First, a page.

Monday, February 1, 2010

Writer's Conferences - How to Play Nice with Others

It's HERE! We are excited to announce the second annual Audience with an Agent Contest on Novel Matters! Our last contest yielded fantastic results with two authors seeing their manuscripts requested by Wendy Lawton.
This time around literary agent Janet Grant will be reading the top submissions.

Here are the official rules:

Our new Audience with an Agent Contest begins February 1, 2010. Submissions must be received at Novel Matters by April 15.
Finalists will be announced on May 15, and Janet Grant of
Books & Such Literary Agency will announce a winner from the finalists on June 15.

You won't want to miss this remarkable opportunity. We look forward to your submissions. Please follow carefully the Guidelines below.


  • Open to US and Canadian fiction writers
  • 1 submission per person, fiction only
  • 1 chapter, up to 20 pages, plus 1-2 page synopsis
  • 1" margins, double spaced, Times New Roman 12 (synopsis may be single spaced)
  • Pages should be numbered and your last name and title should appear in the top left hand corner of every page.
  • Books & Such Guidelines apply
  • e-mail your submission to In the subject line, type: Audience with an Agent Submission
  • Attach your submission as a single file as Word document (one file containing BOTH your synopsis and first chapter)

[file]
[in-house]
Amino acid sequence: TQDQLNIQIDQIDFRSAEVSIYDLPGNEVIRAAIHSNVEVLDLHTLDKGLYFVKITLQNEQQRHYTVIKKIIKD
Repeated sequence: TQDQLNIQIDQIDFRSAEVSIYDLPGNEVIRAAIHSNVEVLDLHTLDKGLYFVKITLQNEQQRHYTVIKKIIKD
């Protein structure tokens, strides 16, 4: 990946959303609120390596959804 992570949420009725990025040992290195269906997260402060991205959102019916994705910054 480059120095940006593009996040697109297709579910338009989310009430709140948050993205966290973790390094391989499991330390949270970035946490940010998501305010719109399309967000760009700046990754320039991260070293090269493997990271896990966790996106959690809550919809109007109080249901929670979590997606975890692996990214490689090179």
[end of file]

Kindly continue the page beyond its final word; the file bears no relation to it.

• Six submissions will be selected and sent to Janet Grant. Being selected does not guarantee offer of a contract for representation
It's February; we've officially broken in the new year and many writers from beginners to multi-published are sifting through information from various writer's conferences trying to decide which one(s) to attend.

We at Novel Matters feel your pain - so, its Writer's Conference week on the blog. I'm kicking it off today with a post about general rules for conference attendance - tips and tricks that will help ensure you get the most of the conference experience no matter which writer's conference you attend.

We invite you to ask questions either in the comments section or, you can e-mail us your question and we will answer it over the course of the week. If your question is about a specific agent, editor, publisher, or writer you hope to connect with at a conference, ask, and we'll try to help you out. Between the six of us, we know a fair number of people in the industry - or we know someone who knows someone - no guarantees, but we will do our best to help you with your question.

Playing Nice with People Who Intimidate You - or, how to not just survive, but thrive at a writer's conference.

Da Rules: